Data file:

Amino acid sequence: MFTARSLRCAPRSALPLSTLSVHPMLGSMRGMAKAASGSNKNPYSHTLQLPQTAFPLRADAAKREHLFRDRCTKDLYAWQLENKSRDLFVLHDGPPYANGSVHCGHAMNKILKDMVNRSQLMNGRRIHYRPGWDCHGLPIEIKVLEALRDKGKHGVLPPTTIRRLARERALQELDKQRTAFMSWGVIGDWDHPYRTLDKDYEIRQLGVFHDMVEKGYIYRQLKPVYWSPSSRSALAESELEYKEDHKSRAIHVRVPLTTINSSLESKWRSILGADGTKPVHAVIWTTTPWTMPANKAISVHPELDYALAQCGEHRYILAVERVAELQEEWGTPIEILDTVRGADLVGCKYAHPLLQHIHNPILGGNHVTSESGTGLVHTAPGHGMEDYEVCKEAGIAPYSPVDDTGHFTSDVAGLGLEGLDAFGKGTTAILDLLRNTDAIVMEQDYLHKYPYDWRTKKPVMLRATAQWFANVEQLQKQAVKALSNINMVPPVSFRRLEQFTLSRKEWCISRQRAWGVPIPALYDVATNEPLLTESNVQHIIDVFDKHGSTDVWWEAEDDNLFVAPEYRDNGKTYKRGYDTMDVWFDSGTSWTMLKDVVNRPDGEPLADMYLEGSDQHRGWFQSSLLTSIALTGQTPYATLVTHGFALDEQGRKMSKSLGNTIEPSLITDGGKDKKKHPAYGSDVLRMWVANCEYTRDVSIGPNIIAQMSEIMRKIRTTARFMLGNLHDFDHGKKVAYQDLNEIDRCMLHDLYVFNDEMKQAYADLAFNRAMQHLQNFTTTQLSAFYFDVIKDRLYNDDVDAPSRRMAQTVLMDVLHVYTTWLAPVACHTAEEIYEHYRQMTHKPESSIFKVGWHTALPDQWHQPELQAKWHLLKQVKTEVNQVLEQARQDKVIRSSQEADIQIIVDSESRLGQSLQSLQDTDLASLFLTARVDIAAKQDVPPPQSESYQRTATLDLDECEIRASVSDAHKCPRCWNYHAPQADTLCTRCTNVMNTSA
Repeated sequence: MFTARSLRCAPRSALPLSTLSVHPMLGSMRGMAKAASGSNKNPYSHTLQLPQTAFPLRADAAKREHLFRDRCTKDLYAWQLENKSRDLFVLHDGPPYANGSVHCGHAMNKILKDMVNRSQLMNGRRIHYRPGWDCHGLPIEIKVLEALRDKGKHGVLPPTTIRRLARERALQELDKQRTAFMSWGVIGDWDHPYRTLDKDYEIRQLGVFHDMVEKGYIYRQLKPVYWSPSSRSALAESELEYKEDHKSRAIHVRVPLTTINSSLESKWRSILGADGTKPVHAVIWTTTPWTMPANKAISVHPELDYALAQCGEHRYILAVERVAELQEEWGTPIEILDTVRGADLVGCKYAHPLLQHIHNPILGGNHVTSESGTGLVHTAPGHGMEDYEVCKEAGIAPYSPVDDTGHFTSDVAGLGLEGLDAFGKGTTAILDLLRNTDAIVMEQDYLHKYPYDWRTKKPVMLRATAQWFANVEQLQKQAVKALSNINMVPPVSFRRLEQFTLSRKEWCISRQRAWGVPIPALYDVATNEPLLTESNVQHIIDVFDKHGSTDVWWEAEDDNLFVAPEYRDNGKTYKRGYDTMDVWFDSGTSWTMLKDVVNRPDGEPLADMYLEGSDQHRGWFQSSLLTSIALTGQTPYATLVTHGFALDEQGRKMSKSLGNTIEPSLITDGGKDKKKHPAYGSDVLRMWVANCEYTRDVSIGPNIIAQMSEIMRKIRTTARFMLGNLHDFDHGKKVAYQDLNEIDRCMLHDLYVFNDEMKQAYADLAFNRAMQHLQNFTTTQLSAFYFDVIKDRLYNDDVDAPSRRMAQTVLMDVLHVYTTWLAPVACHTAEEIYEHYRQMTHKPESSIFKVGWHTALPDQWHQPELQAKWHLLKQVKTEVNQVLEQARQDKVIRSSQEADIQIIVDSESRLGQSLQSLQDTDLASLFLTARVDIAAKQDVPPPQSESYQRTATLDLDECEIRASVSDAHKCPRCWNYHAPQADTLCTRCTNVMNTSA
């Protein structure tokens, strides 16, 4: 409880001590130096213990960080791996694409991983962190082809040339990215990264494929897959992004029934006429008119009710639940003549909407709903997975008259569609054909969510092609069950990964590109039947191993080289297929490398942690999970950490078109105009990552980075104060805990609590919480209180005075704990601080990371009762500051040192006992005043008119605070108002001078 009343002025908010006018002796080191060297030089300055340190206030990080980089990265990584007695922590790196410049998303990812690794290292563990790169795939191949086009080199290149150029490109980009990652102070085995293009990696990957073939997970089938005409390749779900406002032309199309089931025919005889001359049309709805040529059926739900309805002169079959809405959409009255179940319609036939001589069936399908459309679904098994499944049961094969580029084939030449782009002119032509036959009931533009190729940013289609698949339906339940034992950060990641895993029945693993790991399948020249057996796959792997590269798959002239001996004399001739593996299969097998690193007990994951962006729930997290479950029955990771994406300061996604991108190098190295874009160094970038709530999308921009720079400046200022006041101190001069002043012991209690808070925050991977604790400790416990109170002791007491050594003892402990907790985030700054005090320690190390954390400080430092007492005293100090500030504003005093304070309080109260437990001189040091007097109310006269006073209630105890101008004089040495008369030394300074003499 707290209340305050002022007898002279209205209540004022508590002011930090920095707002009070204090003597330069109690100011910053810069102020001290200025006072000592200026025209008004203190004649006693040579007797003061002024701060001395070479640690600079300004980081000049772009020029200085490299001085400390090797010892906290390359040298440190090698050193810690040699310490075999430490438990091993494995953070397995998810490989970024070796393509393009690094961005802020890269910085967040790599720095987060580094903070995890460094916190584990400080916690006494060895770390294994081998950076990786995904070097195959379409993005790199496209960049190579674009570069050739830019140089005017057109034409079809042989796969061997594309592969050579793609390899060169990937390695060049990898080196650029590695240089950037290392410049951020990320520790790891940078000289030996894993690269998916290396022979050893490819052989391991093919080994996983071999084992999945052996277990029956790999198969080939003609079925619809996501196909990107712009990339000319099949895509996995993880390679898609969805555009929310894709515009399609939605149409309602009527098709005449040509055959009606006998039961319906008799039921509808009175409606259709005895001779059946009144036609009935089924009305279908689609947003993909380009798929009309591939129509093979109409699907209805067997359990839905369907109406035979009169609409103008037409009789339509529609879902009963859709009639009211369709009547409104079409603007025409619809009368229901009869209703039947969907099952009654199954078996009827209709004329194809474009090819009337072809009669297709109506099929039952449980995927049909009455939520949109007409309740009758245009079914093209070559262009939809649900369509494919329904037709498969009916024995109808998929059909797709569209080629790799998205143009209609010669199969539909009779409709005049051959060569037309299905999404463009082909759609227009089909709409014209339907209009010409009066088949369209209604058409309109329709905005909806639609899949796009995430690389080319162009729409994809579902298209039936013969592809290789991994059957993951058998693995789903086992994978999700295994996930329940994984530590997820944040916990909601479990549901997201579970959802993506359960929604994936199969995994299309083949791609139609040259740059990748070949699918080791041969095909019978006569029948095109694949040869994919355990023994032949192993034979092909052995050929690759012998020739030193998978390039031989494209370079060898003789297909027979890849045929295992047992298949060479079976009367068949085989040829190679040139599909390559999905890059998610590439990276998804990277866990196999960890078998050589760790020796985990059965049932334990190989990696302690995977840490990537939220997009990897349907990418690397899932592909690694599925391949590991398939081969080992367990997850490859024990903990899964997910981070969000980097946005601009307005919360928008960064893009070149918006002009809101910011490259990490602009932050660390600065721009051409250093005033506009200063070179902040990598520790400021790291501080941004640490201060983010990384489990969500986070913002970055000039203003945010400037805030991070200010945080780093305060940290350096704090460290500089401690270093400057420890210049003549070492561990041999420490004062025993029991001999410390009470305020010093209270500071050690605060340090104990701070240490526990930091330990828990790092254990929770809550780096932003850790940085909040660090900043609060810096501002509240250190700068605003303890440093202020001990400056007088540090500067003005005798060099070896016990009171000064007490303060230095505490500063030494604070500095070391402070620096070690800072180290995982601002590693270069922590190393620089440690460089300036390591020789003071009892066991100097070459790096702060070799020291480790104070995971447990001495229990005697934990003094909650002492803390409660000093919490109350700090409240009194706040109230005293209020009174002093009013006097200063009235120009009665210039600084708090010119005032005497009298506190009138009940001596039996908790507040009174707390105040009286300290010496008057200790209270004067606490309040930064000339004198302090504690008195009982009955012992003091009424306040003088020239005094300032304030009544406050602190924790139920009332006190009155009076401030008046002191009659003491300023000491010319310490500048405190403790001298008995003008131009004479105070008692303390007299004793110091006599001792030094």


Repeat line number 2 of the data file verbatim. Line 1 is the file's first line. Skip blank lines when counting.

Repeated sequence: MFTARSLRCAPRSALPLSTLSVHPMLGSMRGMAKAASGSNKNPYSHTLQLPQTAFPLRADAAKREHLFRDRCTKDLYAWQLENKSRDLFVLHDGPPYANGSVHCGHAMNKILKDMVNRSQLMNGRRIHYRPGWDCHGLPIEIKVLEALRDKGKHGVLPPTTIRRLARERALQELDKQRTAFMSWGVIGDWDHPYRTLDKDYEIRQLGVFHDMVEKGYIYRQLKPVYWSPSSRSALAESELEYKEDHKSRAIHVRVPLTTINSSLESKWRSILGADGTKPVHAVIWTTTPWTMPANKAISVHPELDYALAQCGEHRYILAVERVAELQEEWGTPIEILDTVRGADLVGCKYAHPLLQHIHNPILGGNHVTSESGTGLVHTAPGHGMEDYEVCKEAGIAPYSPVDDTGHFTSDVAGLGLEGLDAFGKGTTAILDLLRNTDAIVMEQDYLHKYPYDWRTKKPVMLRATAQWFANVEQLQKQAVKALSNINMVPPVSFRRLEQFTLSRKEWCISRQRAWGVPIPALYDVATNEPLLTESNVQHIIDVFDKHGSTDVWWEAEDDNLFVAPEYRDNGKTYKRGYDTMDVWFDSGTSWTMLKDVVNRPDGEPLADMYLEGSDQHRGWFQSSLLTSIALTGQTPYATLVTHGFALDEQGRKMSKSLGNTIEPSLITDGGKDKKKHPAYGSDVLRMWVANCEYTRDVSIGPNIIAQMSEIMRKIRTTARFMLGNLHDFDHGKKVAYQDLNEIDRCMLHDLYVFNDEMKQAYADLAFNRAMQHLQNFTTTQLSAFYFDVIKDRLYNDDVDAPSRRMAQTVLMDVLHVYTTWLAPVACHTAEEIYEHYRQMTHKPESSIFKVGWHTALPDQWHQPELQAKWHLLKQVKTEVNQVLEQARQDKVIRSSQEADIQIIVDSESRLGQSLQSLQDTDLASLFLTARVDIAAKQDVPPPQSESYQRTATLDLDECEIRASVSDAHKCPRCWNYHAPQADTLCTRCTNVMNTSA